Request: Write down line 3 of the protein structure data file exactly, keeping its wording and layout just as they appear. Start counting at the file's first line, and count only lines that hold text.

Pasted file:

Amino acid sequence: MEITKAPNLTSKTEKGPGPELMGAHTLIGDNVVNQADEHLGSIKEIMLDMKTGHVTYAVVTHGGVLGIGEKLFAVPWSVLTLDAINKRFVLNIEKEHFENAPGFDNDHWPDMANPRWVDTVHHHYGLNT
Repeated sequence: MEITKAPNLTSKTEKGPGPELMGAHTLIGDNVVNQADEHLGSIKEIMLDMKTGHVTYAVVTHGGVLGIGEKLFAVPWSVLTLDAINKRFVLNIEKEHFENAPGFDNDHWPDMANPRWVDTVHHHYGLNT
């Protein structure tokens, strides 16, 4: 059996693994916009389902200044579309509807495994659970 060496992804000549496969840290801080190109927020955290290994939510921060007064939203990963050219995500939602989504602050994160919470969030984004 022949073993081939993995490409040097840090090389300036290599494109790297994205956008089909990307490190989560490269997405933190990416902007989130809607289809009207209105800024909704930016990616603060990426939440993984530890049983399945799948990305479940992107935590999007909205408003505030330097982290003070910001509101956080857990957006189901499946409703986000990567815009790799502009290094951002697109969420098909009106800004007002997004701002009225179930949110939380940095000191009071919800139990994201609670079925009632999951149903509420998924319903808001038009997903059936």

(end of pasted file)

């Protein structure tokens, strides 16, 4: 059996693994916009389902200044579309509807495994659970 060496992804000549496969840290801080190109927020955290290994939510921060007064939203990963050219995500939602989504602050994160919470969030984004 022949073993081939993995490409040097840090090389300036290599494109790297994205956008089909990307490190989560490269997405933190990416902007989130809607289809009207209105800024909704930016990616603060990426939440993984530890049983399945799948990305479940992107935590999007909205408003505030330097982290003070910001509101956080857990957006189901499946409703986000990567815009790799502009290094951002697109969420098909009106800004007002997004701002009225179930949110939380940095000191009071919800139990994201609670079925009632999951149903509420998924319903808001038009997903059936």